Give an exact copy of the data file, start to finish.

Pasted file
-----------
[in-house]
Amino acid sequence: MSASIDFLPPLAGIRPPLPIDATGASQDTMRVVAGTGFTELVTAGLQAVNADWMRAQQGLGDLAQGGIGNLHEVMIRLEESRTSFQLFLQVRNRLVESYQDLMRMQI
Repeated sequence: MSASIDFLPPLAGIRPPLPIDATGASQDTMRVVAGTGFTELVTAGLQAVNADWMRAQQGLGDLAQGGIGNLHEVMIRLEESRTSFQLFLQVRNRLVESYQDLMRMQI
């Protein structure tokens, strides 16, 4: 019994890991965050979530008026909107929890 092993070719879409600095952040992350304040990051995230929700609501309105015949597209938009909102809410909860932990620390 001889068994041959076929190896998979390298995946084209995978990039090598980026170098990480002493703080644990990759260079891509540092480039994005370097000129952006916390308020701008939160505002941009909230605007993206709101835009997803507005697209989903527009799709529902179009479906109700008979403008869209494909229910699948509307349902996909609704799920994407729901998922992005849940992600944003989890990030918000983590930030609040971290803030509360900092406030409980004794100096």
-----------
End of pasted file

[in-house]
Amino acid sequence: MSASIDFLPPLAGIRPPLPIDATGASQDTMRVVAGTGFTELVTAGLQAVNADWMRAQQGLGDLAQGGIGNLHEVMIRLEESRTSFQLFLQVRNRLVESYQDLMRMQI
Repeated sequence: MSASIDFLPPLAGIRPPLPIDATGASQDTMRVVAGTGFTELVTAGLQAVNADWMRAQQGLGDLAQGGIGNLHEVMIRLEESRTSFQLFLQVRNRLVESYQDLMRMQI
């Protein structure tokens, strides 16, 4: 019994890991965050979530008026909107929890 092993070719879409600095952040992350304040990051995230929700609501309105015949597209938009909102809410909860932990620390 001889068994041959076929190896998979390298995946084209995978990039090598980026170098990480002493703080644990990759260079891509540092480039994005370097000129952006916390308020701008939160505002941009909230605007993206709101835009997803507005697209989903527009799709529902179009479906109700008979403008869209494909229910699948509307349902996909609704799920994407729901998922992005849940992600944003989890990030918000983590930030609040971290803030509360900092406030409980004794100096």